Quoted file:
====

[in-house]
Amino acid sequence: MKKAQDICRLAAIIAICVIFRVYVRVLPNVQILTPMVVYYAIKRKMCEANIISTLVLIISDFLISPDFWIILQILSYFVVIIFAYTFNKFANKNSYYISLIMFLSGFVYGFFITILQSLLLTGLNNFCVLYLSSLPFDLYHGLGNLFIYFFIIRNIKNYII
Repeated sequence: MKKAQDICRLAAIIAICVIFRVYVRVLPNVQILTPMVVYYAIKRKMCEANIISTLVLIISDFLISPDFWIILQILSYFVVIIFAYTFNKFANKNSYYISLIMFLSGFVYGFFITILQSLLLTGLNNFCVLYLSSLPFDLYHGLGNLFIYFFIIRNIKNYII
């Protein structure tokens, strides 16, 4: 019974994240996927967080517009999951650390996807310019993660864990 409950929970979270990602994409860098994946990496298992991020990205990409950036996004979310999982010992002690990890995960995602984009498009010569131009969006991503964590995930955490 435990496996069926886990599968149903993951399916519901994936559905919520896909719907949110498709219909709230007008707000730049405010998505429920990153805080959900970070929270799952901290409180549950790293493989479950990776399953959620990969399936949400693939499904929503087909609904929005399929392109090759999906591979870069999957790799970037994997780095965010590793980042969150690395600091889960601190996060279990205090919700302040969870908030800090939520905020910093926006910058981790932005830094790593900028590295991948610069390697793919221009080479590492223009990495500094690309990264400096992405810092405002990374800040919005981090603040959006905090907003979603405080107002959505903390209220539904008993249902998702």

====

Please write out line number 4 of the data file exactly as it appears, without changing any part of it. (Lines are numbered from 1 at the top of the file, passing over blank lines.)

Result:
């Protein structure tokens, strides 16, 4: 019974994240996927967080517009999951650390996807310019993660864990 409950929970979270990602994409860098994946990496298992991020990205990409950036996004979310999982010992002690990890995960995602984009498009010569131009969006991503964590995930955490 435990496996069926886990599968149903993951399916519901994936559905919520896909719907949110498709219909709230007008707000730049405010998505429920990153805080959900970070929270799952901290409180549950790293493989479950990776399953959620990969399936949400693939499904929503087909609904929005399929392109090759999906591979870069999957790799970037994997780095965010590793980042969150690395600091889960601190996060279990205090919700302040969870908030800090939520905020910093926006910058981790932005830094790593900028590295991948610069390697793919221009080479590492223009990495500094690309990264400096992405810092405002990374800040919005981090603040959006905090907003979603405080107002959505903390209220539904008993249902998702």